This past week, I started out trying to finish a 2'x2' panel of Blue Cheer, in my home studio. Blue Cheer was a three-piece rock group that performed at the Crystal Ballroom in 1967. "Blue Cheer" was the name of a particular LSD, created by Owlsley Stanley, a friend of the Grateful Dead, and the band used it for their name.
Anyway, I was closing in on the grand finale of the painting and having a lot of fun with the panel when we got a message from the management at Old St. Francis School hotel in Bend, Ore., that a painting in the lobby of the theater had been keyed, or vandalized. This is sad, it was one of my favorite panels and refers to a legend about how St. Francis tamed a wolf that had been terrorizing a small village in Italy. The panel shows St. Francis and the wolf having coffee around the campfire with some shepherds. There were many Basque shepherds in Eastern Oregon with very remote camps.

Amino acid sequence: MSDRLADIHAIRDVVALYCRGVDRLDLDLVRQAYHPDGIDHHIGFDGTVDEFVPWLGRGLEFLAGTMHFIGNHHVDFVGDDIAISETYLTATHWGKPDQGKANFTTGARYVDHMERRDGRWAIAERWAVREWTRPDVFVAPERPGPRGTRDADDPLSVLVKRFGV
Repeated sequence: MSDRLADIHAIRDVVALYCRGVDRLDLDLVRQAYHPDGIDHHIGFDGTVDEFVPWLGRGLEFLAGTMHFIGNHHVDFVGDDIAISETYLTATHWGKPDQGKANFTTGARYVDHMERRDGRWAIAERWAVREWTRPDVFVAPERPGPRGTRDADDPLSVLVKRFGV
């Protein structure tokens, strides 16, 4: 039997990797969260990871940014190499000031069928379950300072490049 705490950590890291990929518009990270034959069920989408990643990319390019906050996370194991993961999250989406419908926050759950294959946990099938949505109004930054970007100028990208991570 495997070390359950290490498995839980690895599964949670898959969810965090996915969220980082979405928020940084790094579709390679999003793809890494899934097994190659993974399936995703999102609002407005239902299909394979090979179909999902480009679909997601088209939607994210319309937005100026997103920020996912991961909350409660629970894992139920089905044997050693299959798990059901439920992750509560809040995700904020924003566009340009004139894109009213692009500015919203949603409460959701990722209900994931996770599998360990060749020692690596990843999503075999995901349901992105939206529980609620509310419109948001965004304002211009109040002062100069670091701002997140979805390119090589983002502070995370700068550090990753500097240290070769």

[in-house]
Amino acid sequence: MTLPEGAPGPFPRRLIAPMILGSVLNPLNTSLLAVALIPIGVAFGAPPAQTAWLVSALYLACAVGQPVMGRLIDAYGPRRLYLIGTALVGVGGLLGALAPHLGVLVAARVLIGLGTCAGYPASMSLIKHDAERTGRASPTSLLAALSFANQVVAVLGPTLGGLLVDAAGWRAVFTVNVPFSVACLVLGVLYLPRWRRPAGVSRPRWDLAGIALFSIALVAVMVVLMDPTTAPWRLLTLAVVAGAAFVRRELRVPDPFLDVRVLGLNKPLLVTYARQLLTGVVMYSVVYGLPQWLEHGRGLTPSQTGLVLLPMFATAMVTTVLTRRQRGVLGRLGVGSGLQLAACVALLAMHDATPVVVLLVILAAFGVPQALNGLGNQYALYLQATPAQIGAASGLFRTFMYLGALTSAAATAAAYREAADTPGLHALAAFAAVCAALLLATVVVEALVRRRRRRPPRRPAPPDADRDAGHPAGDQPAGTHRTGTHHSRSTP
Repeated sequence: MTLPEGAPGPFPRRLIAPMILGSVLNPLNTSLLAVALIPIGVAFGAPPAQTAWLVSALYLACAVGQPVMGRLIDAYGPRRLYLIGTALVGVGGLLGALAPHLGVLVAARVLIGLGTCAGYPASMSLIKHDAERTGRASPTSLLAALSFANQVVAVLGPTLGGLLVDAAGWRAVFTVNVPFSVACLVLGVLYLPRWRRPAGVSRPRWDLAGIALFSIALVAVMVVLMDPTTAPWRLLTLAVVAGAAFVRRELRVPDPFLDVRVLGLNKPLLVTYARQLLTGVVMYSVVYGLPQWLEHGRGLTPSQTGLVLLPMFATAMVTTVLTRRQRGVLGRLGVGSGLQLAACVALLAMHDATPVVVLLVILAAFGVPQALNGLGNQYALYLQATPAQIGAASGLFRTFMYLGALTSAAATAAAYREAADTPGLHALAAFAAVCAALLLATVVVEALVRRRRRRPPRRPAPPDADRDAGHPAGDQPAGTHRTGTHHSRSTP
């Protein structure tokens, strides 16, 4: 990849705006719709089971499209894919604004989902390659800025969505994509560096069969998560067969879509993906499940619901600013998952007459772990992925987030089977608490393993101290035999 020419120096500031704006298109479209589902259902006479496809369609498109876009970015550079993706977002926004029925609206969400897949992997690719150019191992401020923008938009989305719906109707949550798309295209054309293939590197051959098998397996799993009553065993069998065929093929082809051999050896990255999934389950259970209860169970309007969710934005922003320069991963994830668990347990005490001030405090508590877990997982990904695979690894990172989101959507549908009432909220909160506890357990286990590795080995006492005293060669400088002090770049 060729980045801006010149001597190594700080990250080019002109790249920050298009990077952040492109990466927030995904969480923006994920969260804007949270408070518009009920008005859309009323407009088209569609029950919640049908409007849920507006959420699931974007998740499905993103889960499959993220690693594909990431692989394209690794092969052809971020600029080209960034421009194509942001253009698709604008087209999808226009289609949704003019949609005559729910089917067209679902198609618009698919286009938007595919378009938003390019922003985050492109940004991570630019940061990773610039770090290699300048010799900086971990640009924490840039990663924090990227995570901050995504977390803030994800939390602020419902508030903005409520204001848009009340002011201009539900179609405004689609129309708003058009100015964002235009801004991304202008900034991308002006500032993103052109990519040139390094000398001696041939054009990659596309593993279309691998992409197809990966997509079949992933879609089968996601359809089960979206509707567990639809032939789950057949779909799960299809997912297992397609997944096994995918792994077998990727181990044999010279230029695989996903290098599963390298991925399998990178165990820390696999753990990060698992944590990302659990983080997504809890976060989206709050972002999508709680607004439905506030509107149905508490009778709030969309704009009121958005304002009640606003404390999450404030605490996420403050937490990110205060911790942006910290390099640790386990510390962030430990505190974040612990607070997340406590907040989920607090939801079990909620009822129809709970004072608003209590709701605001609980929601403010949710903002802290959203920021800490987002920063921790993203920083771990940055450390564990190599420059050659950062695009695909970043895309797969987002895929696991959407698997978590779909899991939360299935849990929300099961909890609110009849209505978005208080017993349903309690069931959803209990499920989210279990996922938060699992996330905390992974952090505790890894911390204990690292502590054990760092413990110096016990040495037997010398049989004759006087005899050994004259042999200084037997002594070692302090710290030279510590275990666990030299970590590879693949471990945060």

The motivation behind this kind of careless destructiveness eludes me. It's important not to let this kind of damage stay unrepaired for long because it seems to convey the message that "we don't care." Luckily, the mountain road was passable and I was able to go to Bend, repair that painting and a portrait of Sister Sebastian in the Nunnery House as well. Restoration can be satisfying, but now I need to get back to painting Blue Cheer.
BTW, Blue Cheer's biggest hit was "Summertime Blues," written and performed by Eddie Cochran and also performed at the Crystal by the Black Keys, both of which are referenced in the painting.